Baysa v. Gualtieri et al

Middle District of Florida, flmd-8:2017-cv-00434

ORDER denying 43 Redinger's Motion for summary judgment; granting 45 Archer's Motion for summary judgment in accord with attached order. Signed by Judge William F. Jung on 1/31/2020.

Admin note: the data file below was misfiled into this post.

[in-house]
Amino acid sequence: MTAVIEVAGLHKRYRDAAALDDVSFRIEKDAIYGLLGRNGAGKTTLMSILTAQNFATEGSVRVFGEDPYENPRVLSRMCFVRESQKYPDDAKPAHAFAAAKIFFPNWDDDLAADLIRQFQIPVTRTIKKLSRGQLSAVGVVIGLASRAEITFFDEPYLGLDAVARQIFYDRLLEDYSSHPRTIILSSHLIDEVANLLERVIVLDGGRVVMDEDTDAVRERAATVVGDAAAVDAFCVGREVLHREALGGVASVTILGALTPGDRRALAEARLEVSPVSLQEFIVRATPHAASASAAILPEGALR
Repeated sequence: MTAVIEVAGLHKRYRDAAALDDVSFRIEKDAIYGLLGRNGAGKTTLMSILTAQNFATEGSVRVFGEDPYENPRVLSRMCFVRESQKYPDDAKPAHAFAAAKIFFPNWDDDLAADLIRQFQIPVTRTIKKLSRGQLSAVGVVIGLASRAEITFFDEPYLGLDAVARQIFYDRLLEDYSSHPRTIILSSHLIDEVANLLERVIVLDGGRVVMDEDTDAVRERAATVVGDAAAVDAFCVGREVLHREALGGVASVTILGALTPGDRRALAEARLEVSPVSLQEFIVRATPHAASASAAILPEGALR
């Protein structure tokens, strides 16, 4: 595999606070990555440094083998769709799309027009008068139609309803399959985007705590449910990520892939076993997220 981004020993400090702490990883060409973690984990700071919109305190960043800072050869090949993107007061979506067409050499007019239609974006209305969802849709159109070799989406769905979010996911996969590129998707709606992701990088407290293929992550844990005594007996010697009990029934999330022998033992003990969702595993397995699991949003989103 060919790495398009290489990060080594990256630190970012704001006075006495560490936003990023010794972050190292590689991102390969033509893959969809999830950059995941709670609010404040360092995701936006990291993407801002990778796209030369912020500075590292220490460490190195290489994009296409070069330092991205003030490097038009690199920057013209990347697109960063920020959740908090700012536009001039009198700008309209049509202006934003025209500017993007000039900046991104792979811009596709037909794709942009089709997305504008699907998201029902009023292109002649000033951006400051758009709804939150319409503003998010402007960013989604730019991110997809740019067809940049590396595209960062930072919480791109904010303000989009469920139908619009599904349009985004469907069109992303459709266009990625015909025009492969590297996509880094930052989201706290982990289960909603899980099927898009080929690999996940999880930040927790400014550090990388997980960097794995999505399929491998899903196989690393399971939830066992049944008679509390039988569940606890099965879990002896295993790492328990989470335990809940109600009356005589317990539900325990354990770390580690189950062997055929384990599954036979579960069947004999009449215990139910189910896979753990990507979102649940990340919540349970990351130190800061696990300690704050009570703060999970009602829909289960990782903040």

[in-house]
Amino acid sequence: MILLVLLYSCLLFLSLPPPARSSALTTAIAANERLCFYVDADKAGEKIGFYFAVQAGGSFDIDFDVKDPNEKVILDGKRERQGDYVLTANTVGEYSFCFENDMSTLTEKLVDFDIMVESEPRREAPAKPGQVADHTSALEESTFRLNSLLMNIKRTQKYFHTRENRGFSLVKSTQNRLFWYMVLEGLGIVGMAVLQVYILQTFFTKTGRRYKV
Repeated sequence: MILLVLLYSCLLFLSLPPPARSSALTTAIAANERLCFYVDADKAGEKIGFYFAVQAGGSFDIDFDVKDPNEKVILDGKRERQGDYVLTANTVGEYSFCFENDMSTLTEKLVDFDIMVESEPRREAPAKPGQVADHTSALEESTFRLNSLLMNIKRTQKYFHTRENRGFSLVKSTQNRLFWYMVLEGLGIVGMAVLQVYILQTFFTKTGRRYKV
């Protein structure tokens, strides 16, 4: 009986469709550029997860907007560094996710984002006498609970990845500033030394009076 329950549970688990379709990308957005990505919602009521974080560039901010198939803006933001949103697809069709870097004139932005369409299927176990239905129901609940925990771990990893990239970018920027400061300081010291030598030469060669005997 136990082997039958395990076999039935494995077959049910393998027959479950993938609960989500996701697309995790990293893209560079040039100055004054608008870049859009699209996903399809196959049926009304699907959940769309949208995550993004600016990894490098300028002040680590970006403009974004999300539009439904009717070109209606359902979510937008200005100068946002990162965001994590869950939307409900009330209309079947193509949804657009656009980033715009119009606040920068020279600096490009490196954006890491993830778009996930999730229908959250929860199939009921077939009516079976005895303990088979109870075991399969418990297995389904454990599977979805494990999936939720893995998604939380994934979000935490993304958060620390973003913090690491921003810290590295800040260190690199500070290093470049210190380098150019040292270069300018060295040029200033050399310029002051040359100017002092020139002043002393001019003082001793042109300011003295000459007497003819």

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PageID 1989 UNITED STATES DISTRICT COURT MIDDLE DISTRICT OF FLORIDA TAMPA DIVISION MAT S. BAYSA, Plaintiff, v. CASE NO. 8:17-cv-434-T-02SPF ROBERT GUALTIERI, in his official capacity as Sheriff of the Pinellas County Sheriff's office, CHARLES REDINGER, and STEPHANIE ARCHER, Defendants. __________________________________/ ORDER ON RENEWED MOTIONS FOR SUMMARY JUDGMENT BY ARCHER AND REDINGER This matter comes before the Court upon Stephanie Archer and Charles Redinger's renewed motions for summary judgment. Dkts. 43, 45, 95, 98.1 The Plaintiff has filed a response. Dkts. 96, 97, 100. 2 The Court grants Archer's motion for summary judgment and denies Redinger's. The Eleventh Circuit affirmed in part and reversed in part the prior summary judgment order. Dkt. 88. Remaining in this case after remand is Count I, Plaintiff's action against the Sheriff under Monell v. Dep't of Soc. Servs. of City of 1 These docket entries include the original two motions for summary judgment at dockets 43 and 45, in addition to renewed submissions at docket 95 and a reply to Plaintiff's opposition (Dkts. 96, 97) at docket 98. 2 These docket entries are Plaintiff's submissions to the renewed motions. PageID 1990 New York, 436 U.S. 658 (1978), and Plaintiff's claim for "excessive force at arrest" against both Deputies Redinger and Archer, Counts II and III, respectively. All of these counts are brought under 42 U.S.C. § 1983. The facts recited by the Eleventh Circuit are appropriate to repeat in this context: We assume the parties are familiar with the facts of this case and summarize them only insofar as necessary to explain our decision. The facts below are described in the light most favorable to the plaintiff. Early morning on June 10, 2013, Baysa was playing cards at Derby Lane Poker Room in St. Petersburg, Florida. He claims that a security guard at Derby Lane was closely watching him. He testified that he exited the card room and walked into the parking lot, before returning and accusing the security guard of staring at him all night. The security guard escorted Baysa outside. He reentered, and the security guard again ordered him to leave. Baysa and the security guard argued with one another, as Baysa admits. Derby Lane staff called police to issue a trespass warning. Baysa admits that he was "told ... to stay away [and] go outside." Once in the parking lot, Baysa saw movement by his car, and feared he was being set up for a DUI. He called 911. On the call, audio of which is in the record, Baysa was noticeably agitated and argumentative. He stated that he felt in danger from the security guard and requested to be picked up and taken home. He told the dispatcher that a guard requested that he go home and stay away. The Deputies responded to Baysa's 911 call. Deputy Redinger spoke with the security guard, who stated that Baysa was "acting in a disorderly fashion" and that Derby Lane wanted to issue a trespass warning. The security guard repeated his trespass warning to Baysa in Deputy Redinger's presence. Baysa testified that Deputy Redinger restated the guard's trespass warning, but that Baysa argued against it. 2 PageID 1991 Deputy Redinger then walked over and told him they were going to issue a trespass warning. Deputy Redinger ended the conversation by saying "Don't come back here anymore. You're free to go." According to Baysa's testimony at his criminal trial, Baysa began to walk away from Deputy Redinger. But after he had taken three or four steps, he was grabbed from behind and fell headfirst into the pavement. He testified that his neck became twisted and he next remembered being in Deputy Redinger's car with his hands in handcuffs. During his deposition in this matter, Baysa further testified that while on the ground, he was punched and kicked all over his body before he lost consciousness, and that he had been put in a chokehold or headlock. Deputy Redinger testified that Baysa was "verbally ... aggressive" with Derby Lane personnel. He further stated that Baysa walked towards the security guard "in an aggressive stance, shoulders back, chest out, bowing his chest up and you can see clenched fists." Deputy Redinger "felt there was an immediate issue where [Baysa] might strike" the guard and stepped in to arrest Baysa. Deputy Redinger further testified that he grabbed Baysa's wrists to restrain him, at which point Baysa pulled away. Deputy Redinger then pushed Baysa against the patrol car, but Baysa broke free again. Deputy Redinger effected a takedown by grabbing around Baysa's shoulders or neck. Deputy Redinger and Baysa fell onto the pavement. Deputy Redinger testified that he used "palm heel strikes," or open hands where the "striking area is the heel of your palm[,] ... somewhere from [Baysa's] shoulder to waistline." Deputy Redinger used these to pull Baysa's hands free and handcuff him. Baysa was arrested on misdemeanor counts of disorderly conduct in an establishment and resisting arrest without violence; the State's Attorney's Office amended the former charge to trespass. Baysa was acquitted of both counts. Baysa v. Gualtieri, 786 F. App'x 941, 942–43 (11th Cir. 2019); Dkt. 88. 3 PageID 1992 I. The Court grants Archer's Motion There is No Competent Proof of Archer's Use of Excessive Force Stephanie Archer was a second deputy called to the scene. The Derby Lane incident happened June 10, 2013. Archer, who responded as back-up to a call at a location she had been before (Dkt. 43-10 at 5), did not take statements or write a report, did not talk to Plaintiff or take him into custody, nor have any involvement at all beyond the ten minutes or so event. Deputy Redinger testified that when he struggled with Plaintiff, Archer did not assist him. Dkt. 43-14 at 38. Archer retired in August 2013 after 25 years on the job, and at her deposition five years later she did not recall the details of the event. Dkt. 43-10 at 6. This is not surprising. Plaintiff was deposed in this matter and plainly testified that he never saw Archer use force upon him and he does not know if she did. Dkt. 43-11 at 135. Plaintiff then was rehabilitated at the deposition by his lawyer and then testified that after reading the Derby Lane guard's incident report his recollection was refreshed. Answering his lawyer's leading question, Plaintiff testified that the report refreshed his recollection and he remembered "being thrown on the hood of the car by both deputies." Dkt. 43-11 at 144. Plaintiff urges Archer's involvement is shown by this Derby Lane incident report, found at docket 48-1. Plaintiff asks the Court to consider this report as part 4 PageID 1993 of the facts related to the summary judgment issues, and states the Court rightly should because the report is admissible at trial. Dkt. 97 at 4; Dkt. 100 at 2. Accepting Plaintiff's invitation, the Court attaches this report here as an appendix. The report conflicts in many material parts with Plaintiff's deposition. If the report stood alone and were credited, it defeats entirely Plaintiff's present claims. See Dkt. 48-1. As to Archer, the report states that when the drunk and disorderly Plaintiff was arrested for disorderly conduct by Officer Redinger, Plaintiff physically resisted being handcuffed, "causing Deputy C. Redinger and the 2nd responding PCSO Deputy [Archer] to forcibly place Mr. Baysa on the hood of Deputy C. Redinger's cruiser." Dkt. 48-1 at 3. The only other reference to Archer in this incident report was that Baysa continued to defy and physically resist arrest which caused Redinger to take Baysa to the ground and put him in a "headlock" while the Derby Lane security guard "assisted in getting Mr. Baysa [sic] hands behind his back so the 2nd PCSO Deputy [Archer] could place Mr. Baysa in handcuffs." Dkt. 48-1 at 3. Contrary to Plaintiff's suggestion, this Derby Lane incident report does nothing to suggest liability by Archer. In fact the report refutes her liability entirely and shows she acted entirely appropriately to a drunk and disorderly man who was resisting lawful arrest. See appendix to this order. 5 PageID 1994 The only evidence in this case showing Archer touched Plaintiff inappropriately is the lawyer-created interrogatory answer. Dkt. 48-5. This defense interrogatory asked Plaintiff to identify practices and policies that "were the direct and proximate cause of the unconstitutional use of excessive force" against Plaintiff. Dkt. 44-5. Plaintiff answered the interrogatory: Upon being told that I was free to go by Redinger, I turned towards my car. After taking several steps and without warning or being told I was under arrest, I was accosted, slammed on the cruiser, and then forcibly and violently face planted. Immediately after being taken to the asphalt ground face first, my head was pulled back and I was placed on a chokehold. Because of the chokehold, I became limp and knocked semi-unconscious. While in this state, my face was repeatedly force[d] into the ground in addition to simultaneous blows all over my body. After being wailed on for some time, I eventually passed out. I then woke up in the back of the police car with my hands cuffed behind my back, coughing up and spitting out blood. I contend that both Redinger and Archer had no right to treat me or anyone, the way in which I was treated on that early morning of June 10, 2013. I contend that the overly aggressive and deadly actions (i.e., slamming me on a patrol car and slamming me on asphalt ground, choking me, and beating on me) of the Deputies were the direct and proximate cause of the injuries I sustained that early morning and the permanent physical and mental injuries that I continue to deal with. Further I contend that each act of violence committed against me was a custom, policy or practice of the PCSO and Redinger and Archer simply employed what is customary and typical at the PCSO. Dkts. 44-6; 48-5. Plaintiff's interrogatory answer does not save the day for him and create a legitimate issue of fact as to Archer. First, it is ambiguous as to what Archer did. It does not state whether and how Stephanie Archer, herself, used unconstitutional 6 PageID 1995 excessive force upon Plaintiff. Second, the interrogatory answer is itself refuted by the Derby Lane incident report that Plaintiff offers. The interrogatory answer is in effect a sworn statement or affidavit. It conflicts materially with Plaintiff's deposition in this case, where he flatly testified that he could not say if Archer touched him (later to be refreshed by the incident report that she assisted in forcibly placing him on the cruiser hood when he resisted handcuffing). In Van T. Junkins & Assocs., Inc. v. U.S. Indus., Inc., 736 F.2d 656, 656 (11th Cir. 1984), the Eleventh Circuit affirmed the lower court's finding that an affidavit that contradicted, without explanation, a clear and unequivocal deposition could be disregarded as a sham. Here, Plaintiff clearly stated in deposition that he never saw Archer use force upon him and he does not know if she did. Dkt. 43-11 at 135. Later his lawyer refreshed his recollection with the incident report that said Archer helped put him on the hood of the car when he was resisting being handcuffed. The interrogatory answer predated his deposition but it was no doubt written by the lawyer. And it conflicts with his clear deposition testimony without explanation. The interrogatory does not withstand the "sham affidavit" doctrine and create a triable fact issue as to Archer. Moreover, even his "refreshed" testimony that Archer helped put him on the car hood fails to prevent summary judgment. The incident report (here in the 7 PageID 1996 appendix) upon which Plaintiff relies shows Deputy Archer did not use any force on Plaintiff other than de minimis force associated with assisting to apply handcuffs to a resisting arrestee. See Nolin v. Isbell, 207 F.3d 1253, 1257–58 (11th Cir. 2000) ("[T]he application of de minimis force, without more, will not support a claim for excessive force" and "will not defeat an officer's qualified immunity[.]"); see also, e.g., Myers v. Bowman, 713 F.3d 1319, 1328 (11th Cir. 2013) (holding force used was de minimis where deputy "grabbed [the plaintiff] by the arm, forced him to the ground, placed him in handcuffs" and "held [him] to the ground for less than one minute before he helped [him] to his feet"); Croom v. Balkwill, 645 F.3d 1240, 1252 (11th Cir. 2011) (per curiam) (affirming summary judgment where deputy forced elderly plaintiff to the ground from a squatting position and held her there with a foot or knee in the back for up to ten minutes, and noting that "[e]ven if unnecessary, the force used. . . was de minimus."); Durruthy v. Pastor, 351 F.3d 1080, 1094 (11th Cir. 2003) (reversing denial of qualified immunity where officer "force[d] [the plaintiff] down to the ground and plac[ed] him in handcuffs," which court held was de minimis force). The record is clear that Deputy Redinger arrested Plaintiff. Plaintiff does not contend that Archer had a duty to intervene or supervise Redinger. As to Archer, when one considers Plaintiff's evidence, it is uncontested that any force Archer offered (if she applied any at all — Plaintiff waffles on this) was 8 PageID 1997 "reasonably proportionate to the need for that force" given the nature of Plaintiff's drunken, belligerent resistance to a lawful arrest. Galvez v. Bruce, 552 F.3d 1238, 1243 (11th Cir. 2008). This case record shows no other evidence as to Archer. Archer's motion (Dkt. 45) is therefore granted. II. The Court Denies Redinger's Motion The Court denies Redinger's renewed motion for summary judgment on Count II (Dkt. 43). Plaintiff's deposition here conflicts materially and severely with his sworn criminal trial testimony. Plaintiff's drunken rant on the taped 911 call shows an angry, somewhat paranoid, intoxicated person. The Eleventh Circuit has held these are matters for trial-based assessment. Plaintiff's deposition testimony suffices to establish a contested fact issue as to whether the force used by Redinger at Plaintiff's lawful arrest was unconstitutionally excessive. DONE AND ORDERED at Tampa, Florida, on January 31, 2020. /s/ William F. Jung WILLIAM F. JUNG UNITED STATES DISTRICT JUDGE COPIES FURNISHED TO: Counsel of Record 9